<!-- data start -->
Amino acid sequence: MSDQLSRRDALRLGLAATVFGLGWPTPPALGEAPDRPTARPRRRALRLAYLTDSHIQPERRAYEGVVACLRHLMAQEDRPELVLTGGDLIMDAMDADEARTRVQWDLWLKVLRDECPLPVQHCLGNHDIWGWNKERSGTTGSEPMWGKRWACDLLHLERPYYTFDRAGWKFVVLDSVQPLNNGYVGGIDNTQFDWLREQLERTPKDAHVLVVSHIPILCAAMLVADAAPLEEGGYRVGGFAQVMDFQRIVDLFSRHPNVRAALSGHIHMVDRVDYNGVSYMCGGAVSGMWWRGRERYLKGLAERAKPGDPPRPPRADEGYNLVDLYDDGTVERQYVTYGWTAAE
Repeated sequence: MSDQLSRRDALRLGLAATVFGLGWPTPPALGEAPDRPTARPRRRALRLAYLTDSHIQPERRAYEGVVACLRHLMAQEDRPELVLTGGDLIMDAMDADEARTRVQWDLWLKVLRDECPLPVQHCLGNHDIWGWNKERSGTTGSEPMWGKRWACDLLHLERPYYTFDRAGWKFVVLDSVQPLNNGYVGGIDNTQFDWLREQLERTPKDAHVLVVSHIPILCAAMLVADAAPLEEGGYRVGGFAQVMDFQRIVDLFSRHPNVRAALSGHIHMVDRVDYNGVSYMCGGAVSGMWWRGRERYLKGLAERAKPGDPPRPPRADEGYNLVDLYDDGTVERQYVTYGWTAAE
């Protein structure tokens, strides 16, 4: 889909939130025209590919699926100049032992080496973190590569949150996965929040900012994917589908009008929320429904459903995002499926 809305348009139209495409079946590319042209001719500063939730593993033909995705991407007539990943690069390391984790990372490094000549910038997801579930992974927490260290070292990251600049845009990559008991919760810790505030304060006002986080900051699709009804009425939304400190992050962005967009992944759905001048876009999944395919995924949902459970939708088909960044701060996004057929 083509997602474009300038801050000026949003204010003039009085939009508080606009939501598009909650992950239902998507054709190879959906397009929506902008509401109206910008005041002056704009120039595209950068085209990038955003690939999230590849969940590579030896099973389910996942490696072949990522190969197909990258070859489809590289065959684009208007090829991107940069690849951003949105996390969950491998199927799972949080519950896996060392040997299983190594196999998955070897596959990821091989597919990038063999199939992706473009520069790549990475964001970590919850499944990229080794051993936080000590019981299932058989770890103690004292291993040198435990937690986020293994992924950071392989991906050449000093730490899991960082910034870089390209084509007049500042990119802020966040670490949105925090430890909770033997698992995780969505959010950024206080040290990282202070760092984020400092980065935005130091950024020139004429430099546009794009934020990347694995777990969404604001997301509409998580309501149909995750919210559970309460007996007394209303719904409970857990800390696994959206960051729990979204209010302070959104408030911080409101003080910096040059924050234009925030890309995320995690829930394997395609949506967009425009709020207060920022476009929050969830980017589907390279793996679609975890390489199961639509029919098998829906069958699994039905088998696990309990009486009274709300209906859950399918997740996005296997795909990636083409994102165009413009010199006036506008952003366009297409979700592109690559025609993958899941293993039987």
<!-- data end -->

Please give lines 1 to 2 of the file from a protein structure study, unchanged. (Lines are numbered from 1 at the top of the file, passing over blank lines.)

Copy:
Amino acid sequence: MSDQLSRRDALRLGLAATVFGLGWPTPPALGEAPDRPTARPRRRALRLAYLTDSHIQPERRAYEGVVACLRHLMAQEDRPELVLTGGDLIMDAMDADEARTRVQWDLWLKVLRDECPLPVQHCLGNHDIWGWNKERSGTTGSEPMWGKRWACDLLHLERPYYTFDRAGWKFVVLDSVQPLNNGYVGGIDNTQFDWLREQLERTPKDAHVLVVSHIPILCAAMLVADAAPLEEGGYRVGGFAQVMDFQRIVDLFSRHPNVRAALSGHIHMVDRVDYNGVSYMCGGAVSGMWWRGRERYLKGLAERAKPGDPPRPPRADEGYNLVDLYDDGTVERQYVTYGWTAAE
Repeated sequence: MSDQLSRRDALRLGLAATVFGLGWPTPPALGEAPDRPTARPRRRALRLAYLTDSHIQPERRAYEGVVACLRHLMAQEDRPELVLTGGDLIMDAMDADEARTRVQWDLWLKVLRDECPLPVQHCLGNHDIWGWNKERSGTTGSEPMWGKRWACDLLHLERPYYTFDRAGWKFVVLDSVQPLNNGYVGGIDNTQFDWLREQLERTPKDAHVLVVSHIPILCAAMLVADAAPLEEGGYRVGGFAQVMDFQRIVDLFSRHPNVRAALSGHIHMVDRVDYNGVSYMCGGAVSGMWWRGRERYLKGLAERAKPGDPPRPPRADEGYNLVDLYDDGTVERQYVTYGWTAAE